One of the perks of living in Accra is the nightlife. One of the drawbacks is its open-gutter system. I happen to experience both last Friday.
My colleagues and I started our night at Champs, a super Americanized, karaoke and sports bar where you can order delux nachos and Long Island Ice Teas. My Ghanaian friends met our group around midnight and escorted us to a nearby club named Twist.
Twist is one of the few nightclubs in Accra comparable to an upscale New York City lounge. Though it isn't my scene (I'm a Lower East Side kind of girl), it was a refreshing change of pace.
For one night, everything felt a little like home. The lights. The fashion. The cheesy 80s music. Those sleek leather couches. But Ghana refused to let me escape reality for too long. My Cinderella escapades expired as I stepped out of the car across from my house at 4 a.m.
I slipped on the rubble at the brim of the sidewalk and propelled myself face-first into Ghana's open-gutter system. The side of my head hit the rounded cement edge, and my left forearm and knee braced my fall. I think I lost consciousness for a second because it took my friend's panicked scream to realize I was laying in the gutter. Fortunately, the sewer bed was relatively dry--padded only with fallen leaves and light mud.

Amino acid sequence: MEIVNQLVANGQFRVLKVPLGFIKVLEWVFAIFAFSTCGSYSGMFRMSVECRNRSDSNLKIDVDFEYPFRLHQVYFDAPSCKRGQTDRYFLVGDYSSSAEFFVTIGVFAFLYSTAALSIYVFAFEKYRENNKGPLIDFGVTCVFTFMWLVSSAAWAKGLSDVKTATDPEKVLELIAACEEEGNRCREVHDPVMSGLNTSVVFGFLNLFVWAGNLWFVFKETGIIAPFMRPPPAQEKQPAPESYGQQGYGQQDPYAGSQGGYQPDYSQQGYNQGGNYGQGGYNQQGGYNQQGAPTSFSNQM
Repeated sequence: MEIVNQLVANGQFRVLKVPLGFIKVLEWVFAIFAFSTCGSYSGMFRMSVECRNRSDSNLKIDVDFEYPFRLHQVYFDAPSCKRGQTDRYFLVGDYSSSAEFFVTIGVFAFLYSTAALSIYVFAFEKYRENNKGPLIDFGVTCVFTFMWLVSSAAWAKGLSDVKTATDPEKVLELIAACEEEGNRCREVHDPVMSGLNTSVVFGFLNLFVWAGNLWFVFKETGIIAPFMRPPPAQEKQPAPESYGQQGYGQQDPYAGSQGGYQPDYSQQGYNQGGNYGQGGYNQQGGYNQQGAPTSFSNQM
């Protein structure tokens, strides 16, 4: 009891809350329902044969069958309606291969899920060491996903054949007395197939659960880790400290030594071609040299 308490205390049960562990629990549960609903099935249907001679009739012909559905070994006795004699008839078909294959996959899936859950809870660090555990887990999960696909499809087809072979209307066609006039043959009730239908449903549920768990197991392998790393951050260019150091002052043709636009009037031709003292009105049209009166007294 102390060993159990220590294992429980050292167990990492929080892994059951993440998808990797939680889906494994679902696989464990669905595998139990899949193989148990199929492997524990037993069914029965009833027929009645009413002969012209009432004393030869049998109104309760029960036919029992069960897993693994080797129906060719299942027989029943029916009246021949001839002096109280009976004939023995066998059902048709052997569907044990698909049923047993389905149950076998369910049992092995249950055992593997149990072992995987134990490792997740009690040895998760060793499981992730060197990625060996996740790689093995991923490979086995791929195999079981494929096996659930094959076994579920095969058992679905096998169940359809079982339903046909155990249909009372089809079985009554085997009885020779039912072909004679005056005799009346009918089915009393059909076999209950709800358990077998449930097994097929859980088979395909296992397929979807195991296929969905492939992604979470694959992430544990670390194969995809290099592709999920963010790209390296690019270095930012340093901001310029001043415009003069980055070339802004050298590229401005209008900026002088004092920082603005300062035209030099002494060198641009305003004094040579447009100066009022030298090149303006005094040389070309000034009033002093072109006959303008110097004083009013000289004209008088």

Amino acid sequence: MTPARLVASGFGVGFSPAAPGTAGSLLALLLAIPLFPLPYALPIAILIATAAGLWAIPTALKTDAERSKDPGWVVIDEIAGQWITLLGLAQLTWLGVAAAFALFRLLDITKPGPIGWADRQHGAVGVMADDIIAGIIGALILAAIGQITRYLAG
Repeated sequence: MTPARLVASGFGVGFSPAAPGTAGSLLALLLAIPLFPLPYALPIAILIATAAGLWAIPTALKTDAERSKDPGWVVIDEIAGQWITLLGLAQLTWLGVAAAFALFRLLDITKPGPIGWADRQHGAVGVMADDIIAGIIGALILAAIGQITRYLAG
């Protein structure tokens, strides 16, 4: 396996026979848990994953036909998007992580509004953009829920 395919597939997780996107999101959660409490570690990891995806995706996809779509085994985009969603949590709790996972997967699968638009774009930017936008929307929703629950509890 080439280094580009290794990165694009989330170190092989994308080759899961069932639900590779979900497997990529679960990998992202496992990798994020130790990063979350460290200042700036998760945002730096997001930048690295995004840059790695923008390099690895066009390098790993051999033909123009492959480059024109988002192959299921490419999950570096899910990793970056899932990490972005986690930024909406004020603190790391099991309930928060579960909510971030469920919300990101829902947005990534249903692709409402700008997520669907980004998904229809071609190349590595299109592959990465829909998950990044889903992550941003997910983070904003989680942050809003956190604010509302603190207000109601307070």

My friends pulled me out and sat me down the ground. They hyperventilated as they quickly blotted my bloody knee with a small tissue, failing to notice the much scarier woozy head. I nervously laughed. I poured some hand sanitizer from my purse on the wounds and left to take a shower.
A little embarrassed and a little scarred, I survived just fine.
Did I mention Ghana is having a cholera outbreak? No worries. I outlived the incubation period. Yes, I checked.